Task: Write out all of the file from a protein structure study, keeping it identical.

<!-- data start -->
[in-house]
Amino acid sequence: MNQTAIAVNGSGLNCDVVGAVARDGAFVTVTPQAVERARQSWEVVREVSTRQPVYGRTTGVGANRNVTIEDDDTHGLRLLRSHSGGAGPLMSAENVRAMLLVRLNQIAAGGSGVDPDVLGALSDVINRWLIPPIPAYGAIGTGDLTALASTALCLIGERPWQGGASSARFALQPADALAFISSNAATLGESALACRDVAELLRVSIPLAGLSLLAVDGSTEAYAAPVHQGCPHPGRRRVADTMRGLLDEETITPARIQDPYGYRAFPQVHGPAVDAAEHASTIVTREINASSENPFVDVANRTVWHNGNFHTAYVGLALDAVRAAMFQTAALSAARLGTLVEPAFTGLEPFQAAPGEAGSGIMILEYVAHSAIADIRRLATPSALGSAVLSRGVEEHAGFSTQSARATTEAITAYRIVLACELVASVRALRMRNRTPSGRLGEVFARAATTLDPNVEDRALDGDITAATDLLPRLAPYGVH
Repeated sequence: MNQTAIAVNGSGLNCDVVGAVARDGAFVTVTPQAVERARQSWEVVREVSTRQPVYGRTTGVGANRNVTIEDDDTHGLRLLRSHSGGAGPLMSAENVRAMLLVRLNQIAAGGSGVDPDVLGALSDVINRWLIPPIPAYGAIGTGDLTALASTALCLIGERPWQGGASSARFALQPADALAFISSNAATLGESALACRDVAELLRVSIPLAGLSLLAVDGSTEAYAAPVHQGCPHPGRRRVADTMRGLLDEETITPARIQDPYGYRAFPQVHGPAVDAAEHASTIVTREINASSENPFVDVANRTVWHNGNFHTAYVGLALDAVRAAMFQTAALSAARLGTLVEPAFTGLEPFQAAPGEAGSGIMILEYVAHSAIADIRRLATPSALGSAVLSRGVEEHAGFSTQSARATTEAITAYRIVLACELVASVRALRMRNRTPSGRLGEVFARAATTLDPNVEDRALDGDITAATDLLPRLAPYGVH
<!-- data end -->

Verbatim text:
[in-house]
Amino acid sequence: MNQTAIAVNGSGLNCDVVGAVARDGAFVTVTPQAVERARQSWEVVREVSTRQPVYGRTTGVGANRNVTIEDDDTHGLRLLRSHSGGAGPLMSAENVRAMLLVRLNQIAAGGSGVDPDVLGALSDVINRWLIPPIPAYGAIGTGDLTALASTALCLIGERPWQGGASSARFALQPADALAFISSNAATLGESALACRDVAELLRVSIPLAGLSLLAVDGSTEAYAAPVHQGCPHPGRRRVADTMRGLLDEETITPARIQDPYGYRAFPQVHGPAVDAAEHASTIVTREINASSENPFVDVANRTVWHNGNFHTAYVGLALDAVRAAMFQTAALSAARLGTLVEPAFTGLEPFQAAPGEAGSGIMILEYVAHSAIADIRRLATPSALGSAVLSRGVEEHAGFSTQSARATTEAITAYRIVLACELVASVRALRMRNRTPSGRLGEVFARAATTLDPNVEDRALDGDITAATDLLPRLAPYGVH
Repeated sequence: MNQTAIAVNGSGLNCDVVGAVARDGAFVTVTPQAVERARQSWEVVREVSTRQPVYGRTTGVGANRNVTIEDDDTHGLRLLRSHSGGAGPLMSAENVRAMLLVRLNQIAAGGSGVDPDVLGALSDVINRWLIPPIPAYGAIGTGDLTALASTALCLIGERPWQGGASSARFALQPADALAFISSNAATLGESALACRDVAELLRVSIPLAGLSLLAVDGSTEAYAAPVHQGCPHPGRRRVADTMRGLLDEETITPARIQDPYGYRAFPQVHGPAVDAAEHASTIVTREINASSENPFVDVANRTVWHNGNFHTAYVGLALDAVRAAMFQTAALSAARLGTLVEPAFTGLEPFQAAPGEAGSGIMILEYVAHSAIADIRRLATPSALGSAVLSRGVEEHAGFSTQSARATTEAITAYRIVLACELVASVRALRMRNRTPSGRLGEVFARAATTLDPNVEDRALDGDITAATDLLPRLAPYGVH